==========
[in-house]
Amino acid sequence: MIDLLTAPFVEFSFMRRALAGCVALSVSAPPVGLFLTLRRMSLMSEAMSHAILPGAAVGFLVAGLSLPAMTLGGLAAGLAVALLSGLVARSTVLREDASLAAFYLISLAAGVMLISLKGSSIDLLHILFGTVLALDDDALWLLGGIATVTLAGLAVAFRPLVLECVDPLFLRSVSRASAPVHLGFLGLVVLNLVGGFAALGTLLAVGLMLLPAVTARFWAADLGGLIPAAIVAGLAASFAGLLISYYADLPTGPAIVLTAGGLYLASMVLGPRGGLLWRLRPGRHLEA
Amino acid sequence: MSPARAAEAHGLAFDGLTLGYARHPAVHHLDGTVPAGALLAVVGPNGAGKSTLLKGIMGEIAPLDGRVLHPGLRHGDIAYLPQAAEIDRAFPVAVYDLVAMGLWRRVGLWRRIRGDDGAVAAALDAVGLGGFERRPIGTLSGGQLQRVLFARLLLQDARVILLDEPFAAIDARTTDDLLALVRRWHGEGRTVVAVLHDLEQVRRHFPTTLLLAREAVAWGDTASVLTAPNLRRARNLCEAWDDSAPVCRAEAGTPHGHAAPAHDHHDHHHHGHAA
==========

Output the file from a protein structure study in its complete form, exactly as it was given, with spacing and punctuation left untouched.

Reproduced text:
[in-house]
Amino acid sequence: MIDLLTAPFVEFSFMRRALAGCVALSVSAPPVGLFLTLRRMSLMSEAMSHAILPGAAVGFLVAGLSLPAMTLGGLAAGLAVALLSGLVARSTVLREDASLAAFYLISLAAGVMLISLKGSSIDLLHILFGTVLALDDDALWLLGGIATVTLAGLAVAFRPLVLECVDPLFLRSVSRASAPVHLGFLGLVVLNLVGGFAALGTLLAVGLMLLPAVTARFWAADLGGLIPAAIVAGLAASFAGLLISYYADLPTGPAIVLTAGGLYLASMVLGPRGGLLWRLRPGRHLEA
Amino acid sequence: MSPARAAEAHGLAFDGLTLGYARHPAVHHLDGTVPAGALLAVVGPNGAGKSTLLKGIMGEIAPLDGRVLHPGLRHGDIAYLPQAAEIDRAFPVAVYDLVAMGLWRRVGLWRRIRGDDGAVAAALDAVGLGGFERRPIGTLSGGQLQRVLFARLLLQDARVILLDEPFAAIDARTTDDLLALVRRWHGEGRTVVAVLHDLEQVRRHFPTTLLLAREAVAWGDTASVLTAPNLRRARNLCEAWDDSAPVCRAEAGTPHGHAAPAHDHHDHHHHGHAA